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Lost contact with shareholder

Lost contact with shareholder

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A client has received an offer from a competitor to buy them out, only on the basis that they receive 100% of the shares. The company has lost track of a minority shareholder, hasn't been in touch for many years, and old phone numbers/email not recognised, and no answer to mail sent to old address, doesn't appear to be on Social Media. The value of the buyout to the shareholder is £200. Ordinary 1 shares. Nothing in shareholder agreement allow majority shareholder to force sale of minority shares. Is there a way of including their shares, without their express permission? Are there specified legal steps which have to be carried out, and once done, it is possible to go ahead (not sure that sentence makes sense!).

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05th Jun 2019 13:47

I think this may be one for a solicitor to answer.

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05th Jun 2019 13:49

What is the minority shareholder’s percentage interest? Isn’t there something in the Companies Act that forces a small minority shareholder to accept an offer that the other shareholders have accepted?

The above is just a start. Either way, the advice the company needs on how to deal with this is legal advice.

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05th Jun 2019 14:50

Push the question back to the buyer. Explain and ask them how they would like to proceed.

Alternatively, do they need to buy the company? Could they buy assets and undertaking? The company could then distribute the proceeds in whatever form they choose.

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to paul.benny
05th Jun 2019 15:52

Thanks, the company needs to be seen to continue, due to some of it's contracts (Govt contracts - it would cause problems to move them to a different company).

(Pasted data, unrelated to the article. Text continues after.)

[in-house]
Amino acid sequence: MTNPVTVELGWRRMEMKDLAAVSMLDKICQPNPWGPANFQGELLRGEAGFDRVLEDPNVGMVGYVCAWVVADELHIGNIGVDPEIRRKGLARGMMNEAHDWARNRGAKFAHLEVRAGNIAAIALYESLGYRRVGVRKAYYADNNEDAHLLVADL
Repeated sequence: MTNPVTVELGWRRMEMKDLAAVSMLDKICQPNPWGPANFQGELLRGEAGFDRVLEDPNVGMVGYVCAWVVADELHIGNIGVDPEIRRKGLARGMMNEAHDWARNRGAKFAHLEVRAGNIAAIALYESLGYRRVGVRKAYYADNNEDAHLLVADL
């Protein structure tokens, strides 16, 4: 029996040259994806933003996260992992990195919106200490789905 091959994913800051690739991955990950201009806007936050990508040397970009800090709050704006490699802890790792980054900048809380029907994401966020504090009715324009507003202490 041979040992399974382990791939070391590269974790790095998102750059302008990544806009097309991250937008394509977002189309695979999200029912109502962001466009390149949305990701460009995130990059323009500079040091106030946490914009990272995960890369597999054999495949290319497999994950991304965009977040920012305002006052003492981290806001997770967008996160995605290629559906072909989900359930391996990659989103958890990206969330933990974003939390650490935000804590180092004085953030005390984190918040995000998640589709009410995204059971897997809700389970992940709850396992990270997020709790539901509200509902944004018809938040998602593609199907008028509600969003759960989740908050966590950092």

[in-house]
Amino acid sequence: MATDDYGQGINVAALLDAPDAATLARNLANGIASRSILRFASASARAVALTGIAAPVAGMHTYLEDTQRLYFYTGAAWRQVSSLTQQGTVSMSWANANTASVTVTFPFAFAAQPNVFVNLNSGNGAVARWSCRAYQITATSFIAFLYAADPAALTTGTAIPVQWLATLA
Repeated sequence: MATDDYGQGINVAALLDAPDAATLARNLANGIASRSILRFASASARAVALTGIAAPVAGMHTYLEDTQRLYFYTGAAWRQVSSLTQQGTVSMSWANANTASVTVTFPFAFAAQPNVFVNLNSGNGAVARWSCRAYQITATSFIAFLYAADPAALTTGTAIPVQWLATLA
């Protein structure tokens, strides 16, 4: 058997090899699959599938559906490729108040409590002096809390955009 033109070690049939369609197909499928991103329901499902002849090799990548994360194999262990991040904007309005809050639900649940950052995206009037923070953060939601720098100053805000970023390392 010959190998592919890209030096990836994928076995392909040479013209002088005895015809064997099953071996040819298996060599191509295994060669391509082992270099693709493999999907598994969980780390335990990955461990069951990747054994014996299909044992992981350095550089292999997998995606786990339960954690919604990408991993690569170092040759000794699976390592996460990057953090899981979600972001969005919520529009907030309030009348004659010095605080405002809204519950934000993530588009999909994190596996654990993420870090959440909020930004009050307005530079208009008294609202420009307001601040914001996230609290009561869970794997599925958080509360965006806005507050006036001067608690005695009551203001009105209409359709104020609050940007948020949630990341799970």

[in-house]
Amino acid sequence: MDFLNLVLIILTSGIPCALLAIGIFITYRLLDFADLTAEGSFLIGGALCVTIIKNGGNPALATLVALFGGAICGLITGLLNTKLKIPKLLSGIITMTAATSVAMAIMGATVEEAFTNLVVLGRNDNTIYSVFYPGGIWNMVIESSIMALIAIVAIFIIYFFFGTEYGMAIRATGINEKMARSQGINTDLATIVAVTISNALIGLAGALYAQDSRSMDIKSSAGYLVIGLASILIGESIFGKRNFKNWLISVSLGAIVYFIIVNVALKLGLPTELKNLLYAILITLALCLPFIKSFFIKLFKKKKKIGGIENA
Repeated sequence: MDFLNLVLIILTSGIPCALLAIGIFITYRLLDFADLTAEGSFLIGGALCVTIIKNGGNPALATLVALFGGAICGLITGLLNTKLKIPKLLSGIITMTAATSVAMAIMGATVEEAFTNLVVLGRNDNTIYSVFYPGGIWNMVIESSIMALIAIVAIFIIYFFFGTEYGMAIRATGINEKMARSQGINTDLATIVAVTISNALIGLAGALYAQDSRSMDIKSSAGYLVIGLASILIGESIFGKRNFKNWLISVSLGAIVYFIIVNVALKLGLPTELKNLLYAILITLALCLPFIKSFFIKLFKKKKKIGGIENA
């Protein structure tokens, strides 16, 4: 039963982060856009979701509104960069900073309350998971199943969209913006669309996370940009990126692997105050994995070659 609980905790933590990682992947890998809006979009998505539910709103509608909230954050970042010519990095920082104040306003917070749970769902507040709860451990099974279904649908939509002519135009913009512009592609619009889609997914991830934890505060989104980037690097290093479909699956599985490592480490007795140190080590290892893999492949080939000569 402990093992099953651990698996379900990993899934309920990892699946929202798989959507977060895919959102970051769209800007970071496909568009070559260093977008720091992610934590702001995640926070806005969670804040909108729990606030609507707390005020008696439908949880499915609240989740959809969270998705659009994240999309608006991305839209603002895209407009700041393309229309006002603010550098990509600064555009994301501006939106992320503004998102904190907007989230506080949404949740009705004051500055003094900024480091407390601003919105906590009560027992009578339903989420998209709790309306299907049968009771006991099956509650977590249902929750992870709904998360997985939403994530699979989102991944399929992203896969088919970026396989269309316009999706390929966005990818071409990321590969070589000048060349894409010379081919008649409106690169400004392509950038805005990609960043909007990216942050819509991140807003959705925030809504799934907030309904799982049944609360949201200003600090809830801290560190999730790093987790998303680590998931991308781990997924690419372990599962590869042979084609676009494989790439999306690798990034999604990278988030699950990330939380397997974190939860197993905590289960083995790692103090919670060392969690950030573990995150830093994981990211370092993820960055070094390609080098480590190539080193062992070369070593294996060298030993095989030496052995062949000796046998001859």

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05th Jun 2019 16:01

If all parties are keen to strictly observe the legal niceties here the deal will most likely fall through or the ice caps melt before any agreement is reached.

Could they investigate the possibility of some sort of warranty if the shareholder ever becomes known?

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to Roland195
05th Jun 2019 16:49

You are not answering my question about what percentage of the shares the missing shareholder owns. If 10% or less S979 CA 2006 is probably your friend. As a complete non lawyer, I observe that that seems to remove the need for the missing shareholder to consent, which must help.

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to johngroganjga
06th Jun 2019 06:20

Sorry, he owns 2% of the shares. Thanks, thought that only applied if it was written into the shareholders agreement, but will re-visit.

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to dylanski
06th Jun 2019 10:22

Then look at the section of the Companies Act I referred you too, and then advise the company to take legal advice on how a transfer of the missing shareholder’s shares can be executed in his absence. If I am right that that section removes his right to decide to keep them the whole situation must become a lot easier.

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to johngroganjga
06th Jun 2019 10:24

Thank you John

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to johngroganjga
06th Jun 2019 11:07

S.979 CA 2006 is found within Part 28 of the Act. Part 28 deals with takeovers and mergers. I could be wrong but I believe that Part 28 is for companies that have voting shares admitted to trading on a regulated market.

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to RMorrison
06th Jun 2019 13:18

You may well be right.

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to RMorrison
06th Jun 2019 13:19

Thank you

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05th Jun 2019 16:19